Kacie Wills

BFA in Creative Writing, Chapman University
MA in English, California State University, Long Beach

Research Areas:

Transatlantic Romanticism, Fashion Theory, Exploration, and the Romantic Global Imagination

Research Interests:

My research is rooted in the various approaches to literature which foreground social and cultural (mis) constructions of identity. In particular, my research seeks to intervene in conceptions of the Romantic period in order to broaden the scope and significance of these conceptions. The global and material nature of the period, demonstrated through the range of perspectives offered by exploration, has far-reaching effects, particularly as we consider the Great Exhibition and current conceptions of the British Empire that tend to, even if unintentionally, silence many other voices. Through a critical and literary emphasis on exploration culture and conceptions of the global, the individual perspective and experience again becomes central. This does not happen in the way commonly associated with Romantic thought and the inner quest for transcendence, but it occurs in a way that ultimately offers new points of connection between people. As bodies move through and interpret new spaces, contact inevitably occurs. Through examining these points of contact and the traces both they and the new experiences leave on a variety of surfaces, from the body, to calicoes, to the written page, I will expand our understanding of that Romantic quest for the transcendent. Rather than an abstraction, that quest, within the context of Transatlantic Romantic literature and global exploration, becomes intensely and undeniably material. This materiality is also revealed through the context of exploration to be present in the embodied and gendered nature of fancy and the imagination. By examining the marks of materiality through critical theories of objects and surfaces, I am ultimately considering the question of how we read these marks and the bodies and objects that bear them, allowing us to take into account the agency of every individual in the historical narrative. The more materially we consider this period, the more fluidly it connects to the developing empire and the more concretely it is capable of offering historical and social critique of that very development.

Recent Activity:


“Re-Thinking ‘Melodramatic Simplification’: An Examination of the Deathbed Tableau Arrangements in Charles Dickens’s Bleak House.” Watermark 7 (2013): 21-39.

“Occupying the Third Space in Mary Shelley’s Frankenstein: Finding a Fluid Identity in Otherworldliness, Ugliness, and the Grandeur of Monstrosity.” Watermark 6 (2012): 79-93.



Oh Me Omai: Aesthetic Value, Polish, and the Tattooed Surface.” NAVSA, Phoenix, Arizona. November, 2016.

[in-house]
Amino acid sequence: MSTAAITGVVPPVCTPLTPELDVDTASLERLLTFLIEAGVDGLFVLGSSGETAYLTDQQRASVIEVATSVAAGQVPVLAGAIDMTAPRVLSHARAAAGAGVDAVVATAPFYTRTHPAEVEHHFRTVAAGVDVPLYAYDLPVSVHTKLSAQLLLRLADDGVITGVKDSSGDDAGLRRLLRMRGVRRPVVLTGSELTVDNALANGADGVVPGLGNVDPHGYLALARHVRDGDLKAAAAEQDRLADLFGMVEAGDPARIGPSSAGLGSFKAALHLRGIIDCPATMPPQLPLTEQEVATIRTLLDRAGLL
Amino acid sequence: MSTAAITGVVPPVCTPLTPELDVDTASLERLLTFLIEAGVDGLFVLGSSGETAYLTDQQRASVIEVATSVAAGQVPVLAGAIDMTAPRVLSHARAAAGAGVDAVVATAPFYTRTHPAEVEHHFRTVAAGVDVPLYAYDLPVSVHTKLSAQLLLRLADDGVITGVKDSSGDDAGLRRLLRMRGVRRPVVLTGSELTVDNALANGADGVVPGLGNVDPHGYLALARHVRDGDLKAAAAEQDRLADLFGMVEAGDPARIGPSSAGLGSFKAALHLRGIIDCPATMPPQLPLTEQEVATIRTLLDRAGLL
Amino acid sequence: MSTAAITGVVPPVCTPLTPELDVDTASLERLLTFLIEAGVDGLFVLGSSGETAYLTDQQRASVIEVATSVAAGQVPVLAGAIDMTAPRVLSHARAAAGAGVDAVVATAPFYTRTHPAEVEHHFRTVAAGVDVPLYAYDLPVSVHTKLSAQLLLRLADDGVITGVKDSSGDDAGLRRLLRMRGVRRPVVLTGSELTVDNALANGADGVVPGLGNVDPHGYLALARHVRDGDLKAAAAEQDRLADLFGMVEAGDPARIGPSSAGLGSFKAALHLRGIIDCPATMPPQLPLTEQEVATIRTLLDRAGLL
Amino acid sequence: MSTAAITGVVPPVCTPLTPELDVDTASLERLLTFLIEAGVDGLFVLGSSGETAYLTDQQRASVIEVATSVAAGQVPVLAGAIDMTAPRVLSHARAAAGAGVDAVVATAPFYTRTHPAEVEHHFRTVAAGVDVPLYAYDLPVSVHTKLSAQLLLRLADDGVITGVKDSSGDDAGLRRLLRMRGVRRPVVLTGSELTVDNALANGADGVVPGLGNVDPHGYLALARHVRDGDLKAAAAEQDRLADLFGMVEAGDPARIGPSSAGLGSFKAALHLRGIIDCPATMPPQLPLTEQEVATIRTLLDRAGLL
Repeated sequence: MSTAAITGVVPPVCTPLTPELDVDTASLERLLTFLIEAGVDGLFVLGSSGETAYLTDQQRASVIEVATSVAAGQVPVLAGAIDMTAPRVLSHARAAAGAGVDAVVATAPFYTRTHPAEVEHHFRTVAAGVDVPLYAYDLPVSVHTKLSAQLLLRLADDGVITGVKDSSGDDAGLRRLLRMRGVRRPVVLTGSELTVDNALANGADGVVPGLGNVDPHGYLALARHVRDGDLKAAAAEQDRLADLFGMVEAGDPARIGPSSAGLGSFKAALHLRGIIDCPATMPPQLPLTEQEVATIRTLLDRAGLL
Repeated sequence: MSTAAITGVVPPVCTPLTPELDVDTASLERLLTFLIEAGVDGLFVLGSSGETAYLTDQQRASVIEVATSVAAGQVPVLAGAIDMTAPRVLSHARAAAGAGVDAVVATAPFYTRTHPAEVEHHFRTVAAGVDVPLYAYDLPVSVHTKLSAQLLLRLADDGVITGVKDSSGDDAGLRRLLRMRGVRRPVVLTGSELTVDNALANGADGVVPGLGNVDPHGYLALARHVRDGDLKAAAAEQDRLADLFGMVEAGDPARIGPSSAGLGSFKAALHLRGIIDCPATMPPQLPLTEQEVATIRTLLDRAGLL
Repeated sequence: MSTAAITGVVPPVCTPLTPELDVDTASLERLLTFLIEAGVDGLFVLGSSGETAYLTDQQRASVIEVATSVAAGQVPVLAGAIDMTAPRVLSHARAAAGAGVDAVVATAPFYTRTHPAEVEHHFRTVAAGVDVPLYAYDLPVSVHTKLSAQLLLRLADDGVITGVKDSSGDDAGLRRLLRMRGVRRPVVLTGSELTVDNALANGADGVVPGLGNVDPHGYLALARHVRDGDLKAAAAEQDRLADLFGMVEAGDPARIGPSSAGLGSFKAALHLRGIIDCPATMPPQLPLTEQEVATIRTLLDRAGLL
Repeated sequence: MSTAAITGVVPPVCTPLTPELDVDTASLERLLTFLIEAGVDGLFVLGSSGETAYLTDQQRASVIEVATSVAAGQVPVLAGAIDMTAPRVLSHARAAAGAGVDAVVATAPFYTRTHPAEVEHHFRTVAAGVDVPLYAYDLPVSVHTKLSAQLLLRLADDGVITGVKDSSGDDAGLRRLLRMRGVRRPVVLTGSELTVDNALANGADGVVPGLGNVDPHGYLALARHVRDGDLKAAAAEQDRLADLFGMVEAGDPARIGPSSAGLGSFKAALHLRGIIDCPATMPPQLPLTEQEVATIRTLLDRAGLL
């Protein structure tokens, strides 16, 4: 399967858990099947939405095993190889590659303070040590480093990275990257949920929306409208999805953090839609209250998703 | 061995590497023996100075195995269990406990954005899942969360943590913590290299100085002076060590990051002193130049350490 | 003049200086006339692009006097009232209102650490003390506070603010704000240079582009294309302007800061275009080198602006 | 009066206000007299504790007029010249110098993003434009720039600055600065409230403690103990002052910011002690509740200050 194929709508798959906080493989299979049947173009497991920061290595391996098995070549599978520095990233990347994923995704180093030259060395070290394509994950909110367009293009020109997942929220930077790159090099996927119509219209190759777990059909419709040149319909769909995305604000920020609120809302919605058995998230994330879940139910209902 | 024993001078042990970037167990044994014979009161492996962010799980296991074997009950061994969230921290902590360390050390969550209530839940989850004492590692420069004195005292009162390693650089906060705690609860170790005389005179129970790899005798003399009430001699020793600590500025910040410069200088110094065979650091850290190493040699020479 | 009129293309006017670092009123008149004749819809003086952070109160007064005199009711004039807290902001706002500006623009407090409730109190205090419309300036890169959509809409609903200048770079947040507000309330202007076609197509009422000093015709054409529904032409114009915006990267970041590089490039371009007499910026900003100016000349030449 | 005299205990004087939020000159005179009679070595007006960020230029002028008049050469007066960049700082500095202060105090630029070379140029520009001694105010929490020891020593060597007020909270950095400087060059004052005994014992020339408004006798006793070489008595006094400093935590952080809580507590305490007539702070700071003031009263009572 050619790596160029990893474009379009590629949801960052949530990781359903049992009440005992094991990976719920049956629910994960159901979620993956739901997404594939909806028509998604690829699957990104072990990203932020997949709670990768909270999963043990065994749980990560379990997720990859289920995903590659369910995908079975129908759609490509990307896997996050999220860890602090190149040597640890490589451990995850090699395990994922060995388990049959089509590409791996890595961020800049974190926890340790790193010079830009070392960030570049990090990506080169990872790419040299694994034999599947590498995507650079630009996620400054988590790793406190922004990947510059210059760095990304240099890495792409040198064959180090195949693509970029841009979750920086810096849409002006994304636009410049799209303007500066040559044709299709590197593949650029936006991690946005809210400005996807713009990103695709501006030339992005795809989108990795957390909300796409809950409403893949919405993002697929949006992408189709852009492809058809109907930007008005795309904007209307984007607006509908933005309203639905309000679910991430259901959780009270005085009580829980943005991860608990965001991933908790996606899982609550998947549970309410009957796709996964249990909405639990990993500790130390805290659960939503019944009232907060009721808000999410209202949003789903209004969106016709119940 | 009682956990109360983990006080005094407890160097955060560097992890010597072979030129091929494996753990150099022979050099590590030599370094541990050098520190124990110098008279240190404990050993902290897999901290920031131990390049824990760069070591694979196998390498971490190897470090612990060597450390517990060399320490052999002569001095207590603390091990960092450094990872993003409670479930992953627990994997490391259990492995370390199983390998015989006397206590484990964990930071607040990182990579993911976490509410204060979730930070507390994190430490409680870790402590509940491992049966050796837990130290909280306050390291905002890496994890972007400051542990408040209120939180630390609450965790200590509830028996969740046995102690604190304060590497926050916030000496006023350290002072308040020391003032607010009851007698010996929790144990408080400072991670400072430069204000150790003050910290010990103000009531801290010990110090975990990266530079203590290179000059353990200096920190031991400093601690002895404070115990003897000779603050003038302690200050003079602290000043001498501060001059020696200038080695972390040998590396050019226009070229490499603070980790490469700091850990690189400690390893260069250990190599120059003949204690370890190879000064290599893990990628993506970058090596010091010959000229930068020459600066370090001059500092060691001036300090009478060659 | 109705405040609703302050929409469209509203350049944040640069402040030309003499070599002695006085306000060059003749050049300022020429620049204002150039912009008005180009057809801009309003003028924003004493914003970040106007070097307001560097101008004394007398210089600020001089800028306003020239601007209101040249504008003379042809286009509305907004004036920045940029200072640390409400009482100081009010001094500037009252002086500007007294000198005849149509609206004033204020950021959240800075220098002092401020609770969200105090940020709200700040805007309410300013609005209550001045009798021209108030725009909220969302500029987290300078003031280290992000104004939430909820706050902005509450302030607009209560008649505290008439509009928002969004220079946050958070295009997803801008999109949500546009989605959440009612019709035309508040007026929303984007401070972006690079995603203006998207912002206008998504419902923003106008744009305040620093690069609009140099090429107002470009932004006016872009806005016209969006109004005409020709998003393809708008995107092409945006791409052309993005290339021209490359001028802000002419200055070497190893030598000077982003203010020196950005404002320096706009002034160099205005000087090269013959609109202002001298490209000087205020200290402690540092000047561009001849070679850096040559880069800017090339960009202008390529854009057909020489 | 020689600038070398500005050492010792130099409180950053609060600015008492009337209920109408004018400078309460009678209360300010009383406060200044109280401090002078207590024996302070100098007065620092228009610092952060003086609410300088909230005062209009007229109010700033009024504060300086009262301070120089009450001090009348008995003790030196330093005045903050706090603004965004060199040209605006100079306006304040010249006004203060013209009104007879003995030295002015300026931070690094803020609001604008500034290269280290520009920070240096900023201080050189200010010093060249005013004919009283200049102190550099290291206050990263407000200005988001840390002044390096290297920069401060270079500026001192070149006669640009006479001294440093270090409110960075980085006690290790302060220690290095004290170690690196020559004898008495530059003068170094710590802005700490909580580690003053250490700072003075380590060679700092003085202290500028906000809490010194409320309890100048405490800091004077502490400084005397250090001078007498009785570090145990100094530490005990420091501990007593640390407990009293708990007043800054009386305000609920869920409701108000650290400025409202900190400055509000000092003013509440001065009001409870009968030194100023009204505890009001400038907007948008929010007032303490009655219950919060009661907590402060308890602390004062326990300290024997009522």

“The Permeable Body in Romantic and Victorian Literature.” Special Session Chair at PAMLA. Pasadena, California. November, 2016.

“’An old maid on a journey’: The Collection of Sarah Sophia Banks.” RSAA, Wellington, New Zealand. February, 2017.

Figured more by fancy than by custom’: Omai’s Tattoos and the Performance of ‘Polish’.” Paper presented at NASSR, 2016 at the University of California, Berkeley. August, 2016.

“Telescoping of the past through the present”: Understanding the Body, Measurement, and Experience in the Personal Narrative Alexander von Humboldt through the Lens of Walter Benjamin.” Paper presented at VISAWUS, 2015 at the Sheraton Downtown Hotel, Denver, Colorado. October, 2015.

UC Council of Writing Programs Panel Chair: “Reflections on Writing in the Disciplines and Writing Across the Disciplines.” UC, Riverside. October, 2015.

“Framing the Logic of Elimination: Assimilation and the Native American Male Body in Early Photography.” Paper presented at the British Commonwealth and Postcolonial Studies Conference at the Hilton Desoto, Savannah, Georgia. February, 2015.

“Re-thinking ‘Melodramatic Simplification.’” Paper presented on The Victorians and Literary Theory panel at PAMLA, Riverside, November, 2014.

“’Feasting upon Shakespeare’: Eating and the Formation of Keats’s Poetic Identity and Creative Process.” Paper presented at the “Traditions and Transformations” Conference at California State University, Fullerton. April, 2013.

Related Experience:

(Dis)junctions Conference Chair (2015)

GSEA Vice President (2015-2016)

American Literature Editor; International/Diaspora Literature Editor

Watermark VI (2012); Watermark VII (2013)

English Graduate Student Association (EGSA), CSULB

Awards & Honors:

Outstanding Teaching Assistant, University Writing Program, UCR: 2015.

Department of English Graduate Essay Contest Award Winner, Third Place, UCR: 2015.

Chancellor’s Doctoral Incentive Program Recipient, CSULB: 2014-2018.

Distinguished Graduate Student, CSULB: 2013.

Graduate Dean’s List Nominee, CSULB: 2013.